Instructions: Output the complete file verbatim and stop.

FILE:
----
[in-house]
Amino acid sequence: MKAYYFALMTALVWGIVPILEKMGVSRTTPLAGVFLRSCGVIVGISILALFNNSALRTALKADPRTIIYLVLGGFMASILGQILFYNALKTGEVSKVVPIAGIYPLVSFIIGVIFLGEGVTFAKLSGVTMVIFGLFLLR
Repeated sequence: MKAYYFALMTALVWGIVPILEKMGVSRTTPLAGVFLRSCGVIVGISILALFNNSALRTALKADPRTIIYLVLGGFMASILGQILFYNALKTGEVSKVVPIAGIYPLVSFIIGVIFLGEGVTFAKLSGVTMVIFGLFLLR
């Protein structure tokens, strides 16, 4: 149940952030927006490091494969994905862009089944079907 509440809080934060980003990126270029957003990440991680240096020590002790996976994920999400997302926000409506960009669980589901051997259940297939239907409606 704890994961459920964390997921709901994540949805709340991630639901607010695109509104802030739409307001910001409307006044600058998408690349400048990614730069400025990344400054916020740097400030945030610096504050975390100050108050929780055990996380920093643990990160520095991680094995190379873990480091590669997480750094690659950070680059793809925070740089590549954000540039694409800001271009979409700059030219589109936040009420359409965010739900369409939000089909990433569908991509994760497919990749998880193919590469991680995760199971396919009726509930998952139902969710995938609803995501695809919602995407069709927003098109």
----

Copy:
[in-house]
Amino acid sequence: MKAYYFALMTALVWGIVPILEKMGVSRTTPLAGVFLRSCGVIVGISILALFNNSALRTALKADPRTIIYLVLGGFMASILGQILFYNALKTGEVSKVVPIAGIYPLVSFIIGVIFLGEGVTFAKLSGVTMVIFGLFLLR
Repeated sequence: MKAYYFALMTALVWGIVPILEKMGVSRTTPLAGVFLRSCGVIVGISILALFNNSALRTALKADPRTIIYLVLGGFMASILGQILFYNALKTGEVSKVVPIAGIYPLVSFIIGVIFLGEGVTFAKLSGVTMVIFGLFLLR
């Protein structure tokens, strides 16, 4: 149940952030927006490091494969994905862009089944079907 509440809080934060980003990126270029957003990440991680240096020590002790996976994920999400997302926000409506960009669980589901051997259940297939239907409606 704890994961459920964390997921709901994540949805709340991630639901607010695109509104802030739409307001910001409307006044600058998408690349400048990614730069400025990344400054916020740097400030945030610096504050975390100050108050929780055990996380920093643990990160520095991680094995190379873990480091590669997480750094690659950070680059793809925070740089590549954000540039694409800001271009979409700059030219589109936040009420359409965010739900369409939000089909990433569908991509994760497919990749998880193919590469991680995760199971396919009726509930998952139902969710995938609803995501695809919602995407069709927003098109």